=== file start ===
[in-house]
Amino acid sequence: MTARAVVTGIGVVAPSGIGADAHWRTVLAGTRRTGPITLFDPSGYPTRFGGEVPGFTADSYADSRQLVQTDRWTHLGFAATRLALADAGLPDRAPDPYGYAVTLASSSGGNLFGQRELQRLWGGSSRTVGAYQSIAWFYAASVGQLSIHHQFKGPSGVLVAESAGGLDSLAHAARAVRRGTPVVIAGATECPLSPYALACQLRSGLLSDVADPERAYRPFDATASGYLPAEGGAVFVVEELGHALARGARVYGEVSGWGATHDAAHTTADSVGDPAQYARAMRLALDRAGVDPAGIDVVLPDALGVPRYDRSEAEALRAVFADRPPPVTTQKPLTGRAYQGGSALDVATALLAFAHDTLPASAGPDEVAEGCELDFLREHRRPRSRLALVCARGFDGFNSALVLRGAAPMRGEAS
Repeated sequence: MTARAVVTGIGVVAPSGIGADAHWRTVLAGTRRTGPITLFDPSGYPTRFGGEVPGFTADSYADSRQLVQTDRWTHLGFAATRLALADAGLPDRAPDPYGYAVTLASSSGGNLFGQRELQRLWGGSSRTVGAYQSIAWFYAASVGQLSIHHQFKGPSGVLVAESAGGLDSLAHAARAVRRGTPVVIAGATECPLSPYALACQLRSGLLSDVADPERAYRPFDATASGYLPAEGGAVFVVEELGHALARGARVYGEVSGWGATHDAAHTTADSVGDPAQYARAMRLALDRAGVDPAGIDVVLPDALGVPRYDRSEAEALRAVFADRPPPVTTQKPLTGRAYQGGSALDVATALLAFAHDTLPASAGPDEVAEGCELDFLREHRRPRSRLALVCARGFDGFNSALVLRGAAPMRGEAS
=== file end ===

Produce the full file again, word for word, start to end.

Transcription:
[in-house]
Amino acid sequence: MTARAVVTGIGVVAPSGIGADAHWRTVLAGTRRTGPITLFDPSGYPTRFGGEVPGFTADSYADSRQLVQTDRWTHLGFAATRLALADAGLPDRAPDPYGYAVTLASSSGGNLFGQRELQRLWGGSSRTVGAYQSIAWFYAASVGQLSIHHQFKGPSGVLVAESAGGLDSLAHAARAVRRGTPVVIAGATECPLSPYALACQLRSGLLSDVADPERAYRPFDATASGYLPAEGGAVFVVEELGHALARGARVYGEVSGWGATHDAAHTTADSVGDPAQYARAMRLALDRAGVDPAGIDVVLPDALGVPRYDRSEAEALRAVFADRPPPVTTQKPLTGRAYQGGSALDVATALLAFAHDTLPASAGPDEVAEGCELDFLREHRRPRSRLALVCARGFDGFNSALVLRGAAPMRGEAS
Repeated sequence: MTARAVVTGIGVVAPSGIGADAHWRTVLAGTRRTGPITLFDPSGYPTRFGGEVPGFTADSYADSRQLVQTDRWTHLGFAATRLALADAGLPDRAPDPYGYAVTLASSSGGNLFGQRELQRLWGGSSRTVGAYQSIAWFYAASVGQLSIHHQFKGPSGVLVAESAGGLDSLAHAARAVRRGTPVVIAGATECPLSPYALACQLRSGLLSDVADPERAYRPFDATASGYLPAEGGAVFVVEELGHALARGARVYGEVSGWGATHDAAHTTADSVGDPAQYARAMRLALDRAGVDPAGIDVVLPDALGVPRYDRSEAEALRAVFADRPPPVTTQKPLTGRAYQGGSALDVATALLAFAHDTLPASAGPDEVAEGCELDFLREHRRPRSRLALVCARGFDGFNSALVLRGAAPMRGEAS